Obama's "Recovery Summer" a Punch Line
Bad news follows more bad news
Fed, meeting for last time before an election, moves closer to action
By Jeannine Aversa, The Associated Press
Tuesday, September 21, 2010
Fed concluded that economic growth had slowed over the summer.
Thatís all too clear to the nearly 15 million Americans out of work, some of whom scoffed at news earlier this week that the recession had technically ended in June of last year.
Voters will go to the polls Nov. 2 for midterm elections, and polls have suggested two things:
1- Theyíre worried about the economy more than any other issue.
2- And theyíre ready to punish Democrats.
President Barack Obamaís Democrats are at risk of losing control of the House and perhaps the Senate as well. Both parties agree thereís little the president and his party can do to change votersí attitudes before the election.
Obama acknowledged the economic hardships many Americans are enduring, saying Monday:
"If youíre out of work right now, the only thing that youíre going to be hearing is, when do I get a job? If youíre about to lose your home, all youíre thinking about is, when can I get my home?"
The central bankís statement Tuesday didnít explicitly mention deflation. But it said inflation measures are "somewhat below" whatís desirable for the economy. Some economists have raised fears about a deflationary spiral ? a widespread drop in wages, prices of goods and services and the value of stocks and homes.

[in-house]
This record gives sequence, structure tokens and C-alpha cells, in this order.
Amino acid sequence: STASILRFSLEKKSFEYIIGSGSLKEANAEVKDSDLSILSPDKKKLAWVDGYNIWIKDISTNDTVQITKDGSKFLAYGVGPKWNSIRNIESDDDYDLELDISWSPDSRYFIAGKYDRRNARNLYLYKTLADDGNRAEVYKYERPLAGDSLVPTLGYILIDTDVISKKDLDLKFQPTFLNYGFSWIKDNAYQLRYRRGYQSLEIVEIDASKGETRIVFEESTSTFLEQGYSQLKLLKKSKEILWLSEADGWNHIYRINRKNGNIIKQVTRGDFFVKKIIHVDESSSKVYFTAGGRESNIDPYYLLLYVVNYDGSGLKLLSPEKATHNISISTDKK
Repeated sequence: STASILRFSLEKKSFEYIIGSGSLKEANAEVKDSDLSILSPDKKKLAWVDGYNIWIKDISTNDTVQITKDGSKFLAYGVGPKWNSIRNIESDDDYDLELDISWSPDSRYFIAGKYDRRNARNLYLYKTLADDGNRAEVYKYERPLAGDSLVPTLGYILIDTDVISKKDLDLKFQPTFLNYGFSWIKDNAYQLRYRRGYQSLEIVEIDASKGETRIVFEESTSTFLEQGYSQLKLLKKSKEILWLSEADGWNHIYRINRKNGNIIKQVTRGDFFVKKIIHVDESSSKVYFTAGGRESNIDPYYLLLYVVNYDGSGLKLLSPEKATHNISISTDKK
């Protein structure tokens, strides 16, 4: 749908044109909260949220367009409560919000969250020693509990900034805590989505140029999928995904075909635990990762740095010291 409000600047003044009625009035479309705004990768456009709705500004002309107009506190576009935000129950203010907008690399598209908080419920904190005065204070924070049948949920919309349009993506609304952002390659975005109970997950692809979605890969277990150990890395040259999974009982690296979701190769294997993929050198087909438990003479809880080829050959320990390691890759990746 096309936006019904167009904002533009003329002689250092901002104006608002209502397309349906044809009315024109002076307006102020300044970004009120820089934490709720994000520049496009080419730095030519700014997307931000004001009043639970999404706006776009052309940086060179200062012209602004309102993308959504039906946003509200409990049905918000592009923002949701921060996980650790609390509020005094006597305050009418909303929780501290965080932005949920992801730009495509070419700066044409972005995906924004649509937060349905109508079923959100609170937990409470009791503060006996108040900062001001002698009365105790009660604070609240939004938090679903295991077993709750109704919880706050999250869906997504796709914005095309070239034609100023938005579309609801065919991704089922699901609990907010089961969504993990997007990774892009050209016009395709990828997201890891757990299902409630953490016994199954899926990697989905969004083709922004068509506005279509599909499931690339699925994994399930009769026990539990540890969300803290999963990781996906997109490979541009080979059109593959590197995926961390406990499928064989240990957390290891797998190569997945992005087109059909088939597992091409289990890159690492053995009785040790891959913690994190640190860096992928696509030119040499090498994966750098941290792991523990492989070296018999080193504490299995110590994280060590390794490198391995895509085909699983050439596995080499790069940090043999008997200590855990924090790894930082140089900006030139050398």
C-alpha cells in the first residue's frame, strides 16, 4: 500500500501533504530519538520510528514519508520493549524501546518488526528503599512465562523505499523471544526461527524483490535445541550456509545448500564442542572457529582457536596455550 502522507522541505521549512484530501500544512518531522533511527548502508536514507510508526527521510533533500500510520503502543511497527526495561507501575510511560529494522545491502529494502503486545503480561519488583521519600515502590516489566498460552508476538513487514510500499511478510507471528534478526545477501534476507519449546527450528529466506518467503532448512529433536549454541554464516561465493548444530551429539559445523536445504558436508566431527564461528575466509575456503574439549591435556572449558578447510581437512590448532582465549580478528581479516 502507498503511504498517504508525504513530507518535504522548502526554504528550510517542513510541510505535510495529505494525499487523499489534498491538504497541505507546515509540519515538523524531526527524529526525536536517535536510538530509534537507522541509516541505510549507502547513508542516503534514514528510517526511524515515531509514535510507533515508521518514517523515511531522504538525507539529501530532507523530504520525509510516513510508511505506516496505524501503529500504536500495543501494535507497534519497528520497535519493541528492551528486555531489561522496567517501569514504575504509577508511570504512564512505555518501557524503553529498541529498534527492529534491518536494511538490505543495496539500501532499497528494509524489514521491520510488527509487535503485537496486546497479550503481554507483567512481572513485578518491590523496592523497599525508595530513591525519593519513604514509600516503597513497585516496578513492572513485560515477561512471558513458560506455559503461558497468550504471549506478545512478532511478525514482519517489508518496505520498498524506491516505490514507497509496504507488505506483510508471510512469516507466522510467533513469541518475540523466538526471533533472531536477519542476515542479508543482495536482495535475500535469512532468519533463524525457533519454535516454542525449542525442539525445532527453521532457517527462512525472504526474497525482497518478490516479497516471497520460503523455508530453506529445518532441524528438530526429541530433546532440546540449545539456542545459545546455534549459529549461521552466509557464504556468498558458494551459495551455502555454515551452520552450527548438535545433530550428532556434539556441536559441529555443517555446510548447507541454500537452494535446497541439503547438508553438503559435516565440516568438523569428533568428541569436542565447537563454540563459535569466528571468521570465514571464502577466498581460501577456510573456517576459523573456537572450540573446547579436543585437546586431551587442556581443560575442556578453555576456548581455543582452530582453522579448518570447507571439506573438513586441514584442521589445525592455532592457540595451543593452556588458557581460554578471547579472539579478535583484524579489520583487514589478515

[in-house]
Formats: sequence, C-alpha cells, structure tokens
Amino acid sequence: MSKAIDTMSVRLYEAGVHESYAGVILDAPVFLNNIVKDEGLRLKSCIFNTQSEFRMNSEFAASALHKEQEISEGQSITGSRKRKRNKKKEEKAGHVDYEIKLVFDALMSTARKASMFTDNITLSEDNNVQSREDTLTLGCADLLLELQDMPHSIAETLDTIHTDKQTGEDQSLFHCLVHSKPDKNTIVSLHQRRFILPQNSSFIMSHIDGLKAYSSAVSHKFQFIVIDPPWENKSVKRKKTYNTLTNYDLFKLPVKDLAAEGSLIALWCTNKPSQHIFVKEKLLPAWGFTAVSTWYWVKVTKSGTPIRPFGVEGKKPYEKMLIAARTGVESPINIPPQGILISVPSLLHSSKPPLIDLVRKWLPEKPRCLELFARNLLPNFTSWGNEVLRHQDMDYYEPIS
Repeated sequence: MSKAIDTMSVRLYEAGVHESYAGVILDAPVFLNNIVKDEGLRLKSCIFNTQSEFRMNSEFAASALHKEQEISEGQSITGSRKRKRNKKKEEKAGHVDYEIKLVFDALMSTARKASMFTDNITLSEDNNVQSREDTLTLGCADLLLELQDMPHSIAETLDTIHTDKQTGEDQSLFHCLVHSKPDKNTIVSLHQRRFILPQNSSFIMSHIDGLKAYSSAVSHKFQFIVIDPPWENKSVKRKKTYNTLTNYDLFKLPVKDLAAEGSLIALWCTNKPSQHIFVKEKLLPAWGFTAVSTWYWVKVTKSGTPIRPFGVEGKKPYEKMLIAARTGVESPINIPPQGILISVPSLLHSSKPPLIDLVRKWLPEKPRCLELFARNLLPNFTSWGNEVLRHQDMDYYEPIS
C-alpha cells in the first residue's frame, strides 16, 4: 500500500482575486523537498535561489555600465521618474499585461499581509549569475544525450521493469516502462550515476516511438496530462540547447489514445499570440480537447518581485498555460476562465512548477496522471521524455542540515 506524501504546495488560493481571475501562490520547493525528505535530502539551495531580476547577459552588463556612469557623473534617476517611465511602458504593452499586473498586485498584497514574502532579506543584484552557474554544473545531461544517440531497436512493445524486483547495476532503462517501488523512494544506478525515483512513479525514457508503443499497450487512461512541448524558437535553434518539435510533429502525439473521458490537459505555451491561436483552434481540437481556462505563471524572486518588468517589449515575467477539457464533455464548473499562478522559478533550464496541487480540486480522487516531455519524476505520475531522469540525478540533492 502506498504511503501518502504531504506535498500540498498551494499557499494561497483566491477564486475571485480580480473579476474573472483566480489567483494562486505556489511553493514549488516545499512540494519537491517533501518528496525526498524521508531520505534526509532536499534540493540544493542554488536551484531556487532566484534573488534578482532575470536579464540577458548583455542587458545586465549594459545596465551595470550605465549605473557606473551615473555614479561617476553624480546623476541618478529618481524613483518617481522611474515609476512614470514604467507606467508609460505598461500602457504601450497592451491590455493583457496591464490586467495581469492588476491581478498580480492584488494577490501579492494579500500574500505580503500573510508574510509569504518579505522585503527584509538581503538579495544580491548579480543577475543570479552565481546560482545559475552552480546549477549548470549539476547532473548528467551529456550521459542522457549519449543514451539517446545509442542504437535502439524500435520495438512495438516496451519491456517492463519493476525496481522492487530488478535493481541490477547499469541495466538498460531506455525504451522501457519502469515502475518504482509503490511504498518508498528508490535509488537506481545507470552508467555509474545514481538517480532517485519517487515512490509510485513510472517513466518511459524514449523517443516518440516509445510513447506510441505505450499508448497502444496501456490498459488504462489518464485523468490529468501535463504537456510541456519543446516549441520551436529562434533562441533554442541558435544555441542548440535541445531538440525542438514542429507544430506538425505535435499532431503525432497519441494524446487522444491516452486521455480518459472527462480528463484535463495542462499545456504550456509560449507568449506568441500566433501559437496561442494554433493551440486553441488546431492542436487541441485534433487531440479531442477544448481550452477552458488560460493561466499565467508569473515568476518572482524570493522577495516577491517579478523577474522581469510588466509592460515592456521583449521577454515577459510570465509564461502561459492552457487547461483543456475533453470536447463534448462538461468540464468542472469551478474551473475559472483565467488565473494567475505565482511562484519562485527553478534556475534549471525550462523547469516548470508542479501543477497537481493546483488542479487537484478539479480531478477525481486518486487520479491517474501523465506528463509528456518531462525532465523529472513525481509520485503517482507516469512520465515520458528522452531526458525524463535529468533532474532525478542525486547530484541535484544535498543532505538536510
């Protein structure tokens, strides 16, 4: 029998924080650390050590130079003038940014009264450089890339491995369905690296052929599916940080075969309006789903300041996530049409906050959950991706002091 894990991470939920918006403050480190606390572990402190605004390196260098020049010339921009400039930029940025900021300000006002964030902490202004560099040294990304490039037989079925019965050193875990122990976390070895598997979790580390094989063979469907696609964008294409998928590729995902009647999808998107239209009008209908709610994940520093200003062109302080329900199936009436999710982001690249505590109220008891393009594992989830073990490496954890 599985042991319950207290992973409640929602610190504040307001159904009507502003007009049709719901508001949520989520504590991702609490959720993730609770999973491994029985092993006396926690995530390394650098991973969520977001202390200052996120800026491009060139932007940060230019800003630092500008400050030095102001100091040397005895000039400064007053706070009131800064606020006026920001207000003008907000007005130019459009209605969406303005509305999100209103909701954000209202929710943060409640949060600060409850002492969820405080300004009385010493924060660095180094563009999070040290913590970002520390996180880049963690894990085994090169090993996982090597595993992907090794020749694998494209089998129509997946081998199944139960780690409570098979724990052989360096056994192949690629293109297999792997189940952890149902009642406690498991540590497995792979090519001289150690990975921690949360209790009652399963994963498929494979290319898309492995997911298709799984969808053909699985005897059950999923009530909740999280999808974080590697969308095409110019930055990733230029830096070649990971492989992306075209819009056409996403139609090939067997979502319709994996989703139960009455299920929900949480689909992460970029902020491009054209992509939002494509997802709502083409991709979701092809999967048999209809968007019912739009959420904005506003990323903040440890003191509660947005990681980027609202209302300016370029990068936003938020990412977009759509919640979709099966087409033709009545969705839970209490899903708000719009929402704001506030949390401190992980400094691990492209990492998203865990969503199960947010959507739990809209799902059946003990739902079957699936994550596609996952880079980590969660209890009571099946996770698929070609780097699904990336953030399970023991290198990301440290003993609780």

"They are more worried about the economy and deflation than I thought they would be," Sung Won Sohn, an economist at the Martin Smith School of Business at California State University, said of Fed officials.
If the economy keeps losing momentum, the Fed will be likelier to act when it meets again, either at its meeting Nov. 2-3 or its last regularly scheduled session of the year on Dec. 14.
If the Fed does act, chairman Ben Bernanke last month indicated a preference to buy large amounts of government debt ? a move to lower rates on mortgages, corporate loans and other debt and get people and businesses to spend more money.
Unconventional steps like that, known in economic circles as "quantitative easing," have helped the Fedís balance sheet balloon to $2.3 trillion, nearly triple its level before the financial crisis.
Even if the Fed made such a move, economists donít think it would help much. Already low interest rates havenít managed to get Americans to spend much more. Companies and people alike have remained cautious as they rebuild their finances and pare debt.
Economic growth slowed in the second quarter, advancing at a pace of just 1.6 per cent, compared with 3.7 per cent growth in the first three months of the year. Growth in the third quarter is expected to be similarly weak. That raises the likelihood that the unemployment rate, already high at 9.6 per cent, could climb even higher in the months ahead. http://www.chroniclejournal.com/stories_busin...